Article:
Definition talk:Rotation (Permutation Theory)

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What's the difference between a rotation and a permutation? --prime mover 07:42, 2 March 2012 (EST)

Formally, as stated on PW, the domain of a permutation is an initial segment of $\N^*$, i.e. $\{1,2...,n\}$. In particular, it is fixed. A rotation is a function permuting the indices of any given ordered $n$-tuple of elements of the set $A$. Conceptually this difference isn't huge, but to say that these are identical would be too colloquial. --Lord_Farin 08:30, 2 March 2012 (EST)
Oh yes of course.
It depends I suppose on the definition used of Definition:Permutation, which in the context of set theory is "just" a bijection from a set to itself.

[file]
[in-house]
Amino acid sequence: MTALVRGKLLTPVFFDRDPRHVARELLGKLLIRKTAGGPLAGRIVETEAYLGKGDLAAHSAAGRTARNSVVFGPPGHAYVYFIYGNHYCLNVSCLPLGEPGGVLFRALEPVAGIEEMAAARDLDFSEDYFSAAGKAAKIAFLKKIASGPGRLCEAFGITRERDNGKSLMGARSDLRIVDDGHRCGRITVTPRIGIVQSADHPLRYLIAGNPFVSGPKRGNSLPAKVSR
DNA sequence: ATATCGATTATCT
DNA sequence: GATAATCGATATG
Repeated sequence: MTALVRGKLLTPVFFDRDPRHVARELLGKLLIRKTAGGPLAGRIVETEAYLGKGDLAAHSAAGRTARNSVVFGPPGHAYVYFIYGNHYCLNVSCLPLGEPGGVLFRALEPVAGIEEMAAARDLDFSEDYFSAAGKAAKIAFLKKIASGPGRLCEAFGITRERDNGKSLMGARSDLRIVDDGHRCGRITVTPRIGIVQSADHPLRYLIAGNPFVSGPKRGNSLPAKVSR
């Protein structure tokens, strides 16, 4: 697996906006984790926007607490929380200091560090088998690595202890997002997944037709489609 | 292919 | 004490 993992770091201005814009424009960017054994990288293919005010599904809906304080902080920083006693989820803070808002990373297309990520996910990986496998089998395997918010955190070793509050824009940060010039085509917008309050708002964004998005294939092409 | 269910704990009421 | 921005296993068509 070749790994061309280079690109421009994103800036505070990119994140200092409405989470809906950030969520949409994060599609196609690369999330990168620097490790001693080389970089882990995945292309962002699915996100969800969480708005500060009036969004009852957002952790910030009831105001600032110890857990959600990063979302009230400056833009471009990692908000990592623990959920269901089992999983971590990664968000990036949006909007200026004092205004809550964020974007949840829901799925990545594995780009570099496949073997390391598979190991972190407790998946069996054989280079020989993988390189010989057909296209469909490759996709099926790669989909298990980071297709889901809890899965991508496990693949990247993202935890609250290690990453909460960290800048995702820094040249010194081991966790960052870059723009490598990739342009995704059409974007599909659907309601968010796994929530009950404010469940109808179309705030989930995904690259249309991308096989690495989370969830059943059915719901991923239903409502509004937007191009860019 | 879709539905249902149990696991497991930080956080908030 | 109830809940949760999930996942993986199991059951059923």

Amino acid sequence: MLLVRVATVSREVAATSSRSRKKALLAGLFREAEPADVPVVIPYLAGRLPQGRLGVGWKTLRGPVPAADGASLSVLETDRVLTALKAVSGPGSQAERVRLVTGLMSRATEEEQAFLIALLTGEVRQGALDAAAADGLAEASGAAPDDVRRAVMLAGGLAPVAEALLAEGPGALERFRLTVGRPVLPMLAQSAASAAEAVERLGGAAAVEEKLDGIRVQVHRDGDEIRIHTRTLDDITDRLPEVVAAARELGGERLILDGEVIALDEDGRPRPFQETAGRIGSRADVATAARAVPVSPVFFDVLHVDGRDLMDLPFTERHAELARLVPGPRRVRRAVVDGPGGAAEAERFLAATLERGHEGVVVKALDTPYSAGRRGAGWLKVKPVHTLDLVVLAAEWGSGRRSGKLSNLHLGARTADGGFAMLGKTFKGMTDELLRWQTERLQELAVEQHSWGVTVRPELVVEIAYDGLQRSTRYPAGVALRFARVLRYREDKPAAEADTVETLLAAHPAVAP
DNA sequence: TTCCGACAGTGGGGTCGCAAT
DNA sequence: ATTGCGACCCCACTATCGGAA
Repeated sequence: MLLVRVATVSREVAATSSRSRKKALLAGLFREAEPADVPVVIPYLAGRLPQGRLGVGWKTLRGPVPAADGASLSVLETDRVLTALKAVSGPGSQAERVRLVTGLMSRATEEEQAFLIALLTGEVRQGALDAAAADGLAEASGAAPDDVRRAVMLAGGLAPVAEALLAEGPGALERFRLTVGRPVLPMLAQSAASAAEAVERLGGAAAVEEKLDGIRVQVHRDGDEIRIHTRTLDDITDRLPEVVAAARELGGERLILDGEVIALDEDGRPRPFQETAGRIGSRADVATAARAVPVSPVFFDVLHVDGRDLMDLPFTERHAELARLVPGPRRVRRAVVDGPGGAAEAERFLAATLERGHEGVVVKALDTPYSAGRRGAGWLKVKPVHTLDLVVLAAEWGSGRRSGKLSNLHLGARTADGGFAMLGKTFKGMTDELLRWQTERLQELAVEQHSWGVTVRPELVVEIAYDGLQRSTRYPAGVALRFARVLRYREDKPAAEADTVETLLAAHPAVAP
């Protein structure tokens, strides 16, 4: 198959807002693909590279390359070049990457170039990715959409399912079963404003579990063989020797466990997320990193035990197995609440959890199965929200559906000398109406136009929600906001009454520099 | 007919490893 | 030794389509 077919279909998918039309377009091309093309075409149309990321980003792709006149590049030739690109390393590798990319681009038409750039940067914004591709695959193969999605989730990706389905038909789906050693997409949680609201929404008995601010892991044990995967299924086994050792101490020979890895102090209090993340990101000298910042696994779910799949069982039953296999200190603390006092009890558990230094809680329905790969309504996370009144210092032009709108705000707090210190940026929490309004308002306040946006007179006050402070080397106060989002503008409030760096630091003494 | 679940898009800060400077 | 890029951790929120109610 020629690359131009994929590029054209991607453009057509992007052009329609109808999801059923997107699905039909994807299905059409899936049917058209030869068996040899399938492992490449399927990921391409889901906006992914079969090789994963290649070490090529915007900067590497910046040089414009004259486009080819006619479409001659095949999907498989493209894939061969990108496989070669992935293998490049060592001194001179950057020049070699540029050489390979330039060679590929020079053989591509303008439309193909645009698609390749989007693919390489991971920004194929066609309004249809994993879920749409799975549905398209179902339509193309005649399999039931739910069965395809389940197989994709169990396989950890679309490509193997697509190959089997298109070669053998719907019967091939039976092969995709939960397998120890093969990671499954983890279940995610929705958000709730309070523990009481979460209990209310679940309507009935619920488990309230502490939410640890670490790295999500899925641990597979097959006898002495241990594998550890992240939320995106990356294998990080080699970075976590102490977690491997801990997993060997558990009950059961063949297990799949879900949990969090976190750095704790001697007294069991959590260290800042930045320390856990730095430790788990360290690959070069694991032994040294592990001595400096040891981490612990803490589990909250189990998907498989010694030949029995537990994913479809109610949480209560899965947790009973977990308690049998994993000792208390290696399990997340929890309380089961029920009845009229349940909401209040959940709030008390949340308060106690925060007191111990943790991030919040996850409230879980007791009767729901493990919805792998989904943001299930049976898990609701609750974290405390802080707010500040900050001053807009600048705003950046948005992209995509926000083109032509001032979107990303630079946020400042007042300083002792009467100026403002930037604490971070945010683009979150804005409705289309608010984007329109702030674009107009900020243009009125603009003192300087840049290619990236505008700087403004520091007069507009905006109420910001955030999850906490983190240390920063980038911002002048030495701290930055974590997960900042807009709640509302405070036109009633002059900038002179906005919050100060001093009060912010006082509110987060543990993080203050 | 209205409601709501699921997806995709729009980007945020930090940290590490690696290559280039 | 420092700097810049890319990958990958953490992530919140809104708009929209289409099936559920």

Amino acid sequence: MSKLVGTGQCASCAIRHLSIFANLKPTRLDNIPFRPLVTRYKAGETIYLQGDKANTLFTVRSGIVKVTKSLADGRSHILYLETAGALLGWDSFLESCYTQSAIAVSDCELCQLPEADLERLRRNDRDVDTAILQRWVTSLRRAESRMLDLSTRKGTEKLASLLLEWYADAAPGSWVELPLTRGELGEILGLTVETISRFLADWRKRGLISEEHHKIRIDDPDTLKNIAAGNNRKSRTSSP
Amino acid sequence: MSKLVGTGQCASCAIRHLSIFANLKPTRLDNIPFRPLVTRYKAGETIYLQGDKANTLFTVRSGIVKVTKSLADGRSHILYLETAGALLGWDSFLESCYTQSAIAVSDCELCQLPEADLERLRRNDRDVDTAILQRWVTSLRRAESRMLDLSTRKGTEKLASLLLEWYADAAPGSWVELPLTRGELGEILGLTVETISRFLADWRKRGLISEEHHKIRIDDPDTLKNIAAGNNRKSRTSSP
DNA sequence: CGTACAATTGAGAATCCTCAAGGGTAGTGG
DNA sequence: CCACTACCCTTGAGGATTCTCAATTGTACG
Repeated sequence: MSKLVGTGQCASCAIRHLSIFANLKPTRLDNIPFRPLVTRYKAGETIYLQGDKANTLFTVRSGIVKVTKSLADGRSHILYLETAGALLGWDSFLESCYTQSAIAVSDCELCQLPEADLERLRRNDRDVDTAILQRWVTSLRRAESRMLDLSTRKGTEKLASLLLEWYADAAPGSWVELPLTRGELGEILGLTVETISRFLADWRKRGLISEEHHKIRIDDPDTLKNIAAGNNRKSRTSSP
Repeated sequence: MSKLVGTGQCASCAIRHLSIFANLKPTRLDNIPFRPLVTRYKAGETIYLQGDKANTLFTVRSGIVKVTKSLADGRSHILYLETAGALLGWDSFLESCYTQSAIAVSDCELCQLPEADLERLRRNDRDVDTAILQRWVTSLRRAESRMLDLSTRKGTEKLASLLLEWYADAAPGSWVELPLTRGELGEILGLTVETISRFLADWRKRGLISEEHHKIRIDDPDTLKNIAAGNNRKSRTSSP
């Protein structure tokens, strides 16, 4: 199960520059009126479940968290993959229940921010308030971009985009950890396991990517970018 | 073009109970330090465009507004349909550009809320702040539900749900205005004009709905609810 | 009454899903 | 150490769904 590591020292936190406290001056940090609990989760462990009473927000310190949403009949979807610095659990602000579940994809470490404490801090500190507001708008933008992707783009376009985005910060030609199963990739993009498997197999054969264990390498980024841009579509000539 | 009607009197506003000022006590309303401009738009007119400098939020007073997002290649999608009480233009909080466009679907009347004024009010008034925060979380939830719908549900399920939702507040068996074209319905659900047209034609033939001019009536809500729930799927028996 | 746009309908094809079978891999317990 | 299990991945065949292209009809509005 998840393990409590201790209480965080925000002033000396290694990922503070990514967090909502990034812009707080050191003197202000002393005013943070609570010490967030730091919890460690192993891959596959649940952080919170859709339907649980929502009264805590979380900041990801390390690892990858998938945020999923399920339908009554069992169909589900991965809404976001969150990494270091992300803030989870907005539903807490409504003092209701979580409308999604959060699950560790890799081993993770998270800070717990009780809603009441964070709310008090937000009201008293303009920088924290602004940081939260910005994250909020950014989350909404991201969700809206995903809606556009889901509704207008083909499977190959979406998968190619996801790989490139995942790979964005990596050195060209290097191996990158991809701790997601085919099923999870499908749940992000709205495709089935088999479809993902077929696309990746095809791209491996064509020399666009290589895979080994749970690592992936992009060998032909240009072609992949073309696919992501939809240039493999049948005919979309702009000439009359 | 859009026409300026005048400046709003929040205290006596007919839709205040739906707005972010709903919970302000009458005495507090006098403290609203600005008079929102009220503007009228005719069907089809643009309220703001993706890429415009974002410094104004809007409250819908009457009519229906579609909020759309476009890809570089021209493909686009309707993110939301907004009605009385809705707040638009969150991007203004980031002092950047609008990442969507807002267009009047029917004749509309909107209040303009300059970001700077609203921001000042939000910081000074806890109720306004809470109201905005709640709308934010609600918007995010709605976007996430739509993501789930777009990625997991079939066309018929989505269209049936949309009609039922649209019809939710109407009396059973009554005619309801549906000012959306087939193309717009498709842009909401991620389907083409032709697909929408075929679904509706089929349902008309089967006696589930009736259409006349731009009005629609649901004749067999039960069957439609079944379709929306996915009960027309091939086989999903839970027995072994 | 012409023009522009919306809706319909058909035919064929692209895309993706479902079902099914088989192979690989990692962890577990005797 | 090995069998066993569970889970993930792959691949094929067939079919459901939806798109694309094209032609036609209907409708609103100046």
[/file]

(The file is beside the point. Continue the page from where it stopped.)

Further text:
In this context, of course, we're talking of Definition:Permutation on n Letters which does indeed narrow the definition down.
I've never understood the reason for this complexification, but it's there, that's what you see in the literature.
I'd recommend this is amplified to make the distinction visible, by stating the fact that the permutation meant is Definition:Permutation on n Letters, and then explaining that a rotation is the same thing as the more general Definition:Permutation. As it is, the concept of what the rotation defines is used quite a lot already in the discussions on the Definition:Symmetric Group, so there's plenty scope for lots of lovely rework here. --prime mover 13:06, 2 March 2012 (EST)